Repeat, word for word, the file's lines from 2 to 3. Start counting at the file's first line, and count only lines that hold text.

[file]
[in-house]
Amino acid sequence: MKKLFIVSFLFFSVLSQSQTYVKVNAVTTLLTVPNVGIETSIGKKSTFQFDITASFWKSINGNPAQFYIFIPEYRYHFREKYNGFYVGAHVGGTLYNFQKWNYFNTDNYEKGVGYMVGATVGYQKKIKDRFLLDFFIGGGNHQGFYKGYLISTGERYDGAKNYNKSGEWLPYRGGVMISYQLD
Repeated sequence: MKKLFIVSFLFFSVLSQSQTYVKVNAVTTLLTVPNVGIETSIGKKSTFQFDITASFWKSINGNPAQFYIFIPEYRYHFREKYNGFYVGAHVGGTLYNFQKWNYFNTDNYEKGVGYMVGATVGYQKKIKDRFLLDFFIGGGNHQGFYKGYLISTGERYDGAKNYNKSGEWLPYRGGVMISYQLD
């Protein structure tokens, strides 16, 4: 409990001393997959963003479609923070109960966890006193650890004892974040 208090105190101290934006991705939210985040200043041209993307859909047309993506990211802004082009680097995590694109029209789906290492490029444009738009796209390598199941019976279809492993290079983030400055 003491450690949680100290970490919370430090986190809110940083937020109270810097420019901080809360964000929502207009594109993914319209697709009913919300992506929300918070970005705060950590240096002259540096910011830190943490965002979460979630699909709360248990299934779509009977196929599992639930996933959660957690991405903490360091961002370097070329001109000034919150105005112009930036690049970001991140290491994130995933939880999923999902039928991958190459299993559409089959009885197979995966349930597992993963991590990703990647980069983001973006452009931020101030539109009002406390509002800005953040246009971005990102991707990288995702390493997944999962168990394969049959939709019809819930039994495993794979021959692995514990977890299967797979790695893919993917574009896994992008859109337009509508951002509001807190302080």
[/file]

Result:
Amino acid sequence: MKKLFIVSFLFFSVLSQSQTYVKVNAVTTLLTVPNVGIETSIGKKSTFQFDITASFWKSINGNPAQFYIFIPEYRYHFREKYNGFYVGAHVGGTLYNFQKWNYFNTDNYEKGVGYMVGATVGYQKKIKDRFLLDFFIGGGNHQGFYKGYLISTGERYDGAKNYNKSGEWLPYRGGVMISYQLD
Repeated sequence: MKKLFIVSFLFFSVLSQSQTYVKVNAVTTLLTVPNVGIETSIGKKSTFQFDITASFWKSINGNPAQFYIFIPEYRYHFREKYNGFYVGAHVGGTLYNFQKWNYFNTDNYEKGVGYMVGATVGYQKKIKDRFLLDFFIGGGNHQGFYKGYLISTGERYDGAKNYNKSGEWLPYRGGVMISYQLD